If you are considering becoming a buy-to-let landlord, you are probably trying to find yourself the correct landlord insurance policy for your needs.
What’s more, there are many legal obligations that you comply with, or risk a hefty fine or even imprisonment.
One of your statutory obligations is to protect your tenants’ deposits.
It is a legal requirement for you to protect these deposits in one of three Government-recognised deposit schemes. These are:
- Tenancy Deposit Scheme (TDS)
- Deposit Protection Scheme (DPS)
You must register all deposits in one of these schemes within 30 days of receipt. Failure to this will see you not only breaking the law, but will also make your landlord insurance void.
Once you have registered the deposit, you must supply your tenants with the following information, again within 30 days:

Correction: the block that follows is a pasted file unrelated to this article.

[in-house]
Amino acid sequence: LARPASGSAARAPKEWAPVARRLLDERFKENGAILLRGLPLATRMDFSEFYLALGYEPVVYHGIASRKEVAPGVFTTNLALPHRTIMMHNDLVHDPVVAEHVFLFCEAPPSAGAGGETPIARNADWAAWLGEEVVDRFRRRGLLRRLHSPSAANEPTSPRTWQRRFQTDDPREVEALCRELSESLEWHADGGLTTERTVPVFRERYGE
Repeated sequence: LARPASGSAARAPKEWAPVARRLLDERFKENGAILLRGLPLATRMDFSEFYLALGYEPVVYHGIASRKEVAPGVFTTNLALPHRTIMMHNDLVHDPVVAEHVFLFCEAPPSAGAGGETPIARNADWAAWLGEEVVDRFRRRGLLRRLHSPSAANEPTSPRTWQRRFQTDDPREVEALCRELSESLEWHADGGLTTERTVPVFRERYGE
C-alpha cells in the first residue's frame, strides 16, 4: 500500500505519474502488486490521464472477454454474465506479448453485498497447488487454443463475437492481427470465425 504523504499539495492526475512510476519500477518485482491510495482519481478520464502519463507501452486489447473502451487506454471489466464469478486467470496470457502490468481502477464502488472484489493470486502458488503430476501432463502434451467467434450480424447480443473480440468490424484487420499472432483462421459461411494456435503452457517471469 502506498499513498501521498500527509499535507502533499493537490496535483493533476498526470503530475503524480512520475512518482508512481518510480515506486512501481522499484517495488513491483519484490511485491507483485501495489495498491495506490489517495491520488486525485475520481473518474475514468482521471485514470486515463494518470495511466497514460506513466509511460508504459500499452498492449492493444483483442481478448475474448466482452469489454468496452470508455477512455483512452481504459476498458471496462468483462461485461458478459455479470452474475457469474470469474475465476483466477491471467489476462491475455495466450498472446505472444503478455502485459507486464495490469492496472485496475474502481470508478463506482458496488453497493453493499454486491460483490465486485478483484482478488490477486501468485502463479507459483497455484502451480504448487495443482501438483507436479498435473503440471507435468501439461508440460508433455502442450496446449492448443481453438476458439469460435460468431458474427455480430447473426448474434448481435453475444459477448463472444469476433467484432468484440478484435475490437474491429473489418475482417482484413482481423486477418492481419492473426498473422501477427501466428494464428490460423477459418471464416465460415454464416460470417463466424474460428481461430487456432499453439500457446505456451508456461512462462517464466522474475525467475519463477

- the address of the property
- value of the deposit taken
- in what scheme the deposit has been protected
- name and contact details of this scheme and its dispute resolution service
- name and contact details of any third party involved with the deposit
- why some of the deposit may be held
- how to apply to receive the deposit back
- what to do in case of a dispute
Courts do not look favourably upon landlords who fail to comply with their responsibilities associated with tenancy deposits.
It is imperative that you are aware of your requirements under the Housing Act 2004. If you are unaware of any legal aspects associated with your role, you must seek urgent legal advice.
What’s more, you can find lots of relevant information on your obligations as a buy-to-let landlord in the resource centre here on the Just Landlords website.